The Sri Lankan government has launched air strikes on Tamil Tiger positions after at least 99 people were killed in an attack on a military bus convoy.
The buses carried navy servicemen on leave, the military said
The military said at least 100 people were also injured in what it said was a Tamil Tiger suicide attack on the convoy in northern Sri Lanka.
An explosives-loaded truck was rammed into buses of troops, officials said.
The rebels did not confirm or deny the attack, the worst such blast in the conflict, but said it was justified.
The buses, targeted at a site near the town of Habarana, 190km (120 miles) north-east of the capital Colombo, were carrying unarmed navy servicemen on leave, the military said.
The incident comes after at least 129 Sri Lanka soldiers were killed and 300 injured in fighting on Wednesday - the worst single day of casualties for the military since a ceasefire was signed in 2002.
Correspondents say the violence could derail peace talks due to take place in Geneva, Switzerland, at the end of the month.
A spokesman for President Mahinda Rajapakse called the attack as "cowardly", pointing out that it took place "in a civilian area away from the area of armed confrontation".
DESCENT INTO VIOLENCE
16 October 2006: 99 killed in suicide attack on navy convoy
11 October 2006: 129 soldiers die in fighting between army and Tamil Tigers
4 September 2006: Troops take control of a crucial area near Trincomalee
14 August 2006: 61 schoolchildren killed by air force bombs, rebels say
7 August 2006: 17 local employees of a French charity shot dead in the town of Muttur
26 June 2006: A suspected suicide bomber kills a top Sri Lankan general near Colombo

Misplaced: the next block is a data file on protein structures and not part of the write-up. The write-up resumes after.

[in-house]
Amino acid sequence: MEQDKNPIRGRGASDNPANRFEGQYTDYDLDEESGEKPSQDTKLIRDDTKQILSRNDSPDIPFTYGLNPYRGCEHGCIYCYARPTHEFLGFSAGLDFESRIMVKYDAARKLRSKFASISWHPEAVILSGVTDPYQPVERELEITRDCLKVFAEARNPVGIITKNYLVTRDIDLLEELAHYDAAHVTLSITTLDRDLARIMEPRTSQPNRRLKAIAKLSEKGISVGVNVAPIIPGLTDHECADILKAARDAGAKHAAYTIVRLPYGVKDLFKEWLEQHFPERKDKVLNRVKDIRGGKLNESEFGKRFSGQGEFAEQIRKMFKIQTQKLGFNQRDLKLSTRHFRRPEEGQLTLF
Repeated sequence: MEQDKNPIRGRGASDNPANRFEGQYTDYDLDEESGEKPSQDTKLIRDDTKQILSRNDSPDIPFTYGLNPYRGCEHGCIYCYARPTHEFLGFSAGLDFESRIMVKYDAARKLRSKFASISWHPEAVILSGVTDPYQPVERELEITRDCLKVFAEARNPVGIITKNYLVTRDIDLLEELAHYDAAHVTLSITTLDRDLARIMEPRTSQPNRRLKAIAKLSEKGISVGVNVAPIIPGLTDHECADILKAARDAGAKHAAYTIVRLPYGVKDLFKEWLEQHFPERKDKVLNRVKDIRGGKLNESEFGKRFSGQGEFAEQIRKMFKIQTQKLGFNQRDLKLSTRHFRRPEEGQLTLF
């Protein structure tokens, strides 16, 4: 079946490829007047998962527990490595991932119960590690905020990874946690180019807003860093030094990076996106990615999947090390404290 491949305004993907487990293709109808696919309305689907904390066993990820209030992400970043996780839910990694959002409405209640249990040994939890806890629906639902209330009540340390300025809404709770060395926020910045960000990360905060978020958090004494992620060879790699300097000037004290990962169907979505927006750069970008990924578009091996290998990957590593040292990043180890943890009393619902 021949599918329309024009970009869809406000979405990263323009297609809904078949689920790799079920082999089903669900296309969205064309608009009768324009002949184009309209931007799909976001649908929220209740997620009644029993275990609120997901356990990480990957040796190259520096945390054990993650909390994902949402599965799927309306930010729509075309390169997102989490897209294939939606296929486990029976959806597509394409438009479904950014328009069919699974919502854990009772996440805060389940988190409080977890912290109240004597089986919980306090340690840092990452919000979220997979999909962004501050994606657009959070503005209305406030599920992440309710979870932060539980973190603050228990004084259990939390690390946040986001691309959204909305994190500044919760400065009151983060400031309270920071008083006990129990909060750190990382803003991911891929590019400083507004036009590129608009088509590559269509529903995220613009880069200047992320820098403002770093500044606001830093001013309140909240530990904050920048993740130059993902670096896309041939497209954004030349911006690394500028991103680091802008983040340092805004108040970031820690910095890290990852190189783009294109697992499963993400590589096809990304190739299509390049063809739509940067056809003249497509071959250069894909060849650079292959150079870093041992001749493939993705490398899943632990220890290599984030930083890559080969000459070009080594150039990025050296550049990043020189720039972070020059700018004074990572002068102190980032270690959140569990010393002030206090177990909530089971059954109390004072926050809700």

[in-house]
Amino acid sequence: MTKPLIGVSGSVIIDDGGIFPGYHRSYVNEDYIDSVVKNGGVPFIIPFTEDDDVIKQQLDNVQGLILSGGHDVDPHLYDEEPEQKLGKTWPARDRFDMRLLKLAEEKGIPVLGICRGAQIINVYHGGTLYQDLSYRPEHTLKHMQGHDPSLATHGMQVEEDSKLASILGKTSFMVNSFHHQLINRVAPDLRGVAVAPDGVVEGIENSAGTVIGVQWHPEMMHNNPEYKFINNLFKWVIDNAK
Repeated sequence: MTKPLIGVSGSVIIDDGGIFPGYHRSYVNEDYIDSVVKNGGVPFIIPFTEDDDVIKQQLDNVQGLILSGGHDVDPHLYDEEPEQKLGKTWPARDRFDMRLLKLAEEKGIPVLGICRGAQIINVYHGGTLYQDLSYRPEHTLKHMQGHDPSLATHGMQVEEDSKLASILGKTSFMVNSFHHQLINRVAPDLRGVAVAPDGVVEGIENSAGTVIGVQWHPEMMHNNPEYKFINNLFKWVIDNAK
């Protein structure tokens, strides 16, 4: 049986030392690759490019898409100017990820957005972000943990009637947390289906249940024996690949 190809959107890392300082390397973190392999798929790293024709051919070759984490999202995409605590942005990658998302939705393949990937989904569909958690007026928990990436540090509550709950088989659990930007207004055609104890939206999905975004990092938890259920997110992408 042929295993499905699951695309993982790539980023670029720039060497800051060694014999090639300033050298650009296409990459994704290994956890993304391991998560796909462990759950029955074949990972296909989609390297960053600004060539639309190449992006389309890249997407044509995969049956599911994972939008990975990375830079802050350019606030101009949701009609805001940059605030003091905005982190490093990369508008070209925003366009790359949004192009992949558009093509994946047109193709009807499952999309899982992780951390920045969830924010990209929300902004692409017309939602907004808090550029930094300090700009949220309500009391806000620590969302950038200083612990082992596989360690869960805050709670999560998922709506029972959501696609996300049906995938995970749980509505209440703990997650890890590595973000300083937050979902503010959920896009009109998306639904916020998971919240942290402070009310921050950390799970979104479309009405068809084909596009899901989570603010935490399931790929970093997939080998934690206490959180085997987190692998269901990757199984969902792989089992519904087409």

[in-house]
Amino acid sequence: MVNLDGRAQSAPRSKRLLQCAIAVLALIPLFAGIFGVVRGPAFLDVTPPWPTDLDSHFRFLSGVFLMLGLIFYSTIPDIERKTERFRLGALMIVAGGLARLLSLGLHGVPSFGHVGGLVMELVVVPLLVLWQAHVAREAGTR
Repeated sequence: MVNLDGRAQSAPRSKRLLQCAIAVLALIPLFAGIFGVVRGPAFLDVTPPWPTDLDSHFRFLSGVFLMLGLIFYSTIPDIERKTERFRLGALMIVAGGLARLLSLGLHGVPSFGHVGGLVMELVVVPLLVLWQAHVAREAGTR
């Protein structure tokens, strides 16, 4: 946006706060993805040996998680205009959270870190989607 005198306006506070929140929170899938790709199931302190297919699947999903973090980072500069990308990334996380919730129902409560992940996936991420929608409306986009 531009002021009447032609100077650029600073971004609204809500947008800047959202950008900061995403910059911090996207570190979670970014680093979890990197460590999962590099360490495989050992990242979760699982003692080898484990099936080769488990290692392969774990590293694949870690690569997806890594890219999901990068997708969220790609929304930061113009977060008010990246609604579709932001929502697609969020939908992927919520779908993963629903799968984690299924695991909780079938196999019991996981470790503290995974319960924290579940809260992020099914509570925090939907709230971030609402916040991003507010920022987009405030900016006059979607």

15 June 2006: At least 64 - many children - die in mine attack on bus
During the retaliatory air strikes against Tamil Tiger positions in the north, an air force fighter jet crashed in a lagoon about 30km (18 miles) from Colombo, although the pilot ejected to safety, the military said.
UN Secretary General Kofi Annan was "alarmed by the upsurge of violence in Sri Lanka in the past several months, including today's appalling suicide bombing", said his spokesman, Stephane Dujarric.
Rasaiah Ilanthirayan, a spokesman for the Tamil Tigers, said: "To this moment, I do not know for sure who did this."
But he indicated that it could have been the Tigers.
"There is a possibility of that kind of targeting, but this particular target, I am not sure until I get information from the Eastern Commander," he told the BBC.
Nearby hospitals treated victims of the blast (Picture by Athula Bandara)
A Tamil Tiger spokesman told Reuters news agency that Sri Lankan planes had bombed a village near the north-eastern town of Mullaitivu late on Monday and several civilians were feared killed.
The convoy attack comes shortly after Japan's peace envoy to Sri Lanka, Yasushi Akashi, met President Rajapakse in Colombo.
Later in the week, he is due to meet senior Tamil Tigers in the north of the island and envoys from Norway and the US are scheduled to arrive.
The BBC's Dumeetha Luthra in Colombo says that given the climate of violence, there is little optimism about what is likely to be achieved in the Geneva talks.
At least 2,000 people have been killed in violence this year in Sri Lanka, the military and ceasefire monitors say.
Before the 2002 ceasefire, more than 60,000 people were killed in two decades of civil war.
The Tamil Tigers are fighting for an independent homeland in the north and east of the country, and claim that ethnic Tamils have suffered decades of discrimination at the hands of Sri Lanka's Sinhalese majority.